Teachers College

When the new Teachers’ College Building was constructed at the very eastern edge of the University of Nebraska it also contained the old Temple High School, whose name was then changed to Teachers’ High School. Today the building is extant and connected to the Administration Building to its south across the street west from the Student Union.

Most Lincolnites would have no trouble in naming the city’s current six public high schools, those that are tuition-free an open to all. Those same individuals would probably undercount the number of public high schools from 1870 to 1967 by one, not realizing that even before Northeast High opened in 1941 there were in fact already two.

When the University of Nebraska opened in 1869, 130 students were accepted by the school, but 110 of them were not judged ready for university work and admitted only to the Latin School to be brought up to a sufficient level for full admission.

Applicants for the Latin School had to be at least 14 and were admitted to a two-year program “rigorously classical in … Latin … and mathematics with a nod at English grammar, history, geography and physiology.” In school year 1885-86 high school graduates were admitted directly as university freshmen without examination or to the Latin School if they graduated from Beatrice, Hastings, Lincoln, Nebraska City or Plattsmouth high schools but interestingly not from Omaha.

Chancellor George MacLean closed the Latin School in 1898 with those students sent to the Lincoln Academy at 414 North 12th Street, where the Social Sciences Building would later be built, but it is unclear exactly who conducted the school. The Latin School was never deemed to be aimed at less intelligent students, which included Louise Pound, who entered at 14, Roscoe Pound at 12, Willa Cather at 14 and Thomas Rogers Kimball.

The regents established what was first known as Teachers College Experimental School but quickly was called Teachers College High or Temple High, in 1907 “just across the street from the campus” in the new Temple Building. Lincoln Academy “was incorporated as a department of the demonstration school.”

Temple High School opened in 1908 for ninth and 10th grades under Anna Tibbets as principal with a maximum enrollment initially set at 120. Mostly in the Temple Building’s basement, there were seven classrooms, library, assembly room and a laboratory. By 1911 enrollment climbed to 159 with 11th and 12th grades added.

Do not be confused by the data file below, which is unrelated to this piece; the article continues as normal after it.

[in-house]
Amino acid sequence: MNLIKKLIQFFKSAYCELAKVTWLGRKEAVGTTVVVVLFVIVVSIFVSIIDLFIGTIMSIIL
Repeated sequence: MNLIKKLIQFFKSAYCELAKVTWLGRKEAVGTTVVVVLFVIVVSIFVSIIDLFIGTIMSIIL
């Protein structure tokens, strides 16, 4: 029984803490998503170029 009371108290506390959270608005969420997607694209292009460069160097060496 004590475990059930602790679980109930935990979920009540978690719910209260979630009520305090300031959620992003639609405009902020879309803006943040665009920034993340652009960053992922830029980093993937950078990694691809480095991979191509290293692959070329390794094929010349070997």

As early as 1911 one regent lobbied for a new separate building with proper gyms, labs and shops to cost $80,000 but was ignored until 1916 when tentative plans were drawn. With World War I, enrollment reached 232 and classes were moved to the first floor to accommodate U. S. Army cadets.

Plans for a new Teachers College building on the far eastern edge of the university campus on 14th Street were drawn and in 1919 the brick and limestone structure was completed.

A primary tenant was the renamed, 336-student, Teachers College High School which was housed in parts of the basement, first and second floors. Although home economics and industrial arts had been added to the curriculum, University of Nebraska facilities were used for sports with teams nicknamed the Tutors which were coached by the first, and only, athletic director Dale Snook. Teachers High School closed in 1955 and the amazing three-story, south-facing glass tower removed as the building was attached to the new Canfield Administration Building in 1990.

The Regents funded a new building as a purpose-built high school in 1953 and residential buildings while lots were purchased on the northeast corner of 15th and Vine Streets.

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The new University High School opened in a $800,000 building complete with an auditorium, library, cafeteria and industrial arts rooms, in 1955. The school was still tuition-free though a $3 fee was assessed for some activities. Seventh and eighth grade junior high school classes were added in 1956.

In 1967, under its last principal, Dr. Bert Alfrey, University High School closed at the end of summer school classes. The University of Nebraska funded a portion of Lincoln East Junior-Senior High School, which became the university’s laboratory school for Teachers College classes. The Tutors, whose colors were red and blue, had won state titles in track and field as well as basketball, melded into East High School and the old building was remodeled by the University of Nebraska as Henzlik Hall, named for a long-time dean of the Teachers College.

Just short of its 100th birthday, the university’s high school program had come a long way since an early Cornhusker yearbook poetically editorialized,  “How swiftly dust hath gathered on the unused floors and walls/save only in the cellar where the Temple High kids play.”

Lincoln buildings that have made history

Historian Jim McKee, who still writes with a fountain pen, invites comments or questions. Write to him in care of the Journal Star or at jim@leebooksellers.com


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